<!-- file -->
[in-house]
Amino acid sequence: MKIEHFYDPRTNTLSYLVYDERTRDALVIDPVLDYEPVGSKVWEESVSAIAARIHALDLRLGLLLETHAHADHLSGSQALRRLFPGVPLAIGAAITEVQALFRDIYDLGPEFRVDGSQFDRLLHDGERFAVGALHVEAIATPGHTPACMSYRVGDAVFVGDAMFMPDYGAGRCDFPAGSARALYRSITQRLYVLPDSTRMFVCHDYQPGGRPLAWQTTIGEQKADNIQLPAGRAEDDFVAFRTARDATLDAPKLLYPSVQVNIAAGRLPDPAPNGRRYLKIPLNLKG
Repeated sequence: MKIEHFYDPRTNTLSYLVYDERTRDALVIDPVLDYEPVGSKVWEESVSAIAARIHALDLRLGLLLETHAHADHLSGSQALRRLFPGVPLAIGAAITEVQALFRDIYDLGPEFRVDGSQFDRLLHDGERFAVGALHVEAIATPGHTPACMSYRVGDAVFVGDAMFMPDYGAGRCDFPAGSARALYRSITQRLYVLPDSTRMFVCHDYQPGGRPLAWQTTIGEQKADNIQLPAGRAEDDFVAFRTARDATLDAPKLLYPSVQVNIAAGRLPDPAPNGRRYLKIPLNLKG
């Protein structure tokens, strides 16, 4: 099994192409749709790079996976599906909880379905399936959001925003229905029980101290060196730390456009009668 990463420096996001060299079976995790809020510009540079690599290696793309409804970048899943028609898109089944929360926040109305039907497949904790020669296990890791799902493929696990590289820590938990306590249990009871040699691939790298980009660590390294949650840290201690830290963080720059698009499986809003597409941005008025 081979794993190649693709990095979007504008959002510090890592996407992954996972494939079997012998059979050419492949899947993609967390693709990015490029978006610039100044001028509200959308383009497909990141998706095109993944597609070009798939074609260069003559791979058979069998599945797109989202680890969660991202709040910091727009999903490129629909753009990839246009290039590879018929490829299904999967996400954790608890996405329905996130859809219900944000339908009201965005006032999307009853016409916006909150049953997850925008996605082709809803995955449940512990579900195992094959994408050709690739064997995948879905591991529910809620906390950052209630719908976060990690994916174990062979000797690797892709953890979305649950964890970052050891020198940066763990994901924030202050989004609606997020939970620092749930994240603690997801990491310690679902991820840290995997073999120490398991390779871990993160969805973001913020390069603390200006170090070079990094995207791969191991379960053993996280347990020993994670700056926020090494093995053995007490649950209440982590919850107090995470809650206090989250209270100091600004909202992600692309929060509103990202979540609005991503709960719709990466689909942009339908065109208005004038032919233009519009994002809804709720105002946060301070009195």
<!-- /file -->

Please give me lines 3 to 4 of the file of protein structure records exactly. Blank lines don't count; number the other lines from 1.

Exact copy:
Repeated sequence: MKIEHFYDPRTNTLSYLVYDERTRDALVIDPVLDYEPVGSKVWEESVSAIAARIHALDLRLGLLLETHAHADHLSGSQALRRLFPGVPLAIGAAITEVQALFRDIYDLGPEFRVDGSQFDRLLHDGERFAVGALHVEAIATPGHTPACMSYRVGDAVFVGDAMFMPDYGAGRCDFPAGSARALYRSITQRLYVLPDSTRMFVCHDYQPGGRPLAWQTTIGEQKADNIQLPAGRAEDDFVAFRTARDATLDAPKLLYPSVQVNIAAGRLPDPAPNGRRYLKIPLNLKG
């Protein structure tokens, strides 16, 4: 099994192409749709790079996976599906909880379905399936959001925003229905029980101290060196730390456009009668 990463420096996001060299079976995790809020510009540079690599290696793309409804970048899943028609898109089944929360926040109305039907497949904790020669296990890791799902493929696990590289820590938990306590249990009871040699691939790298980009660590390294949650840290201690830290963080720059698009499986809003597409941005008025 081979794993190649693709990095979007504008959002510090890592996407992954996972494939079997012998059979050419492949899947993609967390693709990015490029978006610039100044001028509200959308383009497909990141998706095109993944597609070009798939074609260069003559791979058979069998599945797109989202680890969660991202709040910091727009999903490129629909753009990839246009290039590879018929490829299904999967996400954790608890996405329905996130859809219900944000339908009201965005006032999307009853016409916006909150049953997850925008996605082709809803995955449940512990579900195992094959994408050709690739064997995948879905591991529910809620906390950052209630719908976060990690994916174990062979000797690797892709953890979305649950964890970052050891020198940066763990994901924030202050989004609606997020939970620092749930994240603690997801990491310690679902991820840290995997073999120490398991390779871990993160969805973001913020390069603390200006170090070079990094995207791969191991379960053993996280347990020993994670700056926020090494093995053995007490649950209440982590919850107090995470809650206090989250209270100091600004909202992600692309929060509103990202979540609005991503709960719709990466689909942009339908065109208005004038032919233009519009994002809804709720105002946060301070009195």